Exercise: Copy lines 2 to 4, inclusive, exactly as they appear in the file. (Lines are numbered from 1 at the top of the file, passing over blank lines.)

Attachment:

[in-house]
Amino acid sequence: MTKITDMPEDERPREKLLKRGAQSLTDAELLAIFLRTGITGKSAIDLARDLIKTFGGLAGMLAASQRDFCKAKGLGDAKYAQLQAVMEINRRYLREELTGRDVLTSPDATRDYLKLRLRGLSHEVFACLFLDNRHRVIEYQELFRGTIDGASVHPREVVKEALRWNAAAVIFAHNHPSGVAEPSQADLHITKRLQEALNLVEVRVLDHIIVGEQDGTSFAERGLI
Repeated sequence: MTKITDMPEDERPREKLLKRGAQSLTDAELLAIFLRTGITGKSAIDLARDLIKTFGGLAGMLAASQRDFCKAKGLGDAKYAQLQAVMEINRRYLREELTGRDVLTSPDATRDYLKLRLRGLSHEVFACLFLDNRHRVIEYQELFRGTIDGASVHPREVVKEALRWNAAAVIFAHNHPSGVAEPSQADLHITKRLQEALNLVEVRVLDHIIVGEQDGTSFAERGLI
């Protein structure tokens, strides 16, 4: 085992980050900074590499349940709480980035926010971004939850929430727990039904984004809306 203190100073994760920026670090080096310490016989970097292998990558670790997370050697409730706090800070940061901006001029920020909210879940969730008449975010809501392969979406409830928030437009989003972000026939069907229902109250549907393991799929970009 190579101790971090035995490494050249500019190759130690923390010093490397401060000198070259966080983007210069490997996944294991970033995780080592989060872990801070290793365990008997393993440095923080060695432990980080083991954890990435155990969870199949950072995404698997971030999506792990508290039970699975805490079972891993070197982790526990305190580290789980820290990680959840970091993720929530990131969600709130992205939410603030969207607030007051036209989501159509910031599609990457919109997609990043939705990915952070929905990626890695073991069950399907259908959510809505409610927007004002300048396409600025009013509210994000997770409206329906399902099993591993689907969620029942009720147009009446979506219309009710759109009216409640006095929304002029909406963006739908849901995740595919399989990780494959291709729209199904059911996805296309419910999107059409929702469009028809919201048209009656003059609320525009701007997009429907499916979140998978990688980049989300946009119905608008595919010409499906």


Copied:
Amino acid sequence: MTKITDMPEDERPREKLLKRGAQSLTDAELLAIFLRTGITGKSAIDLARDLIKTFGGLAGMLAASQRDFCKAKGLGDAKYAQLQAVMEINRRYLREELTGRDVLTSPDATRDYLKLRLRGLSHEVFACLFLDNRHRVIEYQELFRGTIDGASVHPREVVKEALRWNAAAVIFAHNHPSGVAEPSQADLHITKRLQEALNLVEVRVLDHIIVGEQDGTSFAERGLI
Repeated sequence: MTKITDMPEDERPREKLLKRGAQSLTDAELLAIFLRTGITGKSAIDLARDLIKTFGGLAGMLAASQRDFCKAKGLGDAKYAQLQAVMEINRRYLREELTGRDVLTSPDATRDYLKLRLRGLSHEVFACLFLDNRHRVIEYQELFRGTIDGASVHPREVVKEALRWNAAAVIFAHNHPSGVAEPSQADLHITKRLQEALNLVEVRVLDHIIVGEQDGTSFAERGLI
């Protein structure tokens, strides 16, 4: 085992980050900074590499349940709480980035926010971004939850929430727990039904984004809306 203190100073994760920026670090080096310490016989970097292998990558670790997370050697409730706090800070940061901006001029920020909210879940969730008449975010809501392969979406409830928030437009989003972000026939069907229902109250549907393991799929970009 190579101790971090035995490494050249500019190759130690923390010093490397401060000198070259966080983007210069490997996944294991970033995780080592989060872990801070290793365990008997393993440095923080060695432990980080083991954890990435155990969870199949950072995404698997971030999506792990508290039970699975805490079972891993070197982790526990305190580290789980820290990680959840970091993720929530990131969600709130992205939410603030969207607030007051036209989501159509910031599609990457919109997609990043939705990915952070929905990626890695073991069950399907259908959510809505409610927007004002300048396409600025009013509210994000997770409206329906399902099993591993689907969620029942009720147009009446979506219309009710759109009216409640006095929304002029909406963006739908849901995740595919399989990780494959291709729209199904059911996805296309419910999107059409929702469009028809919201048209009656003059609320525009701007997009429907499916979140998978990688980049989300946009119905608008595919010409499906």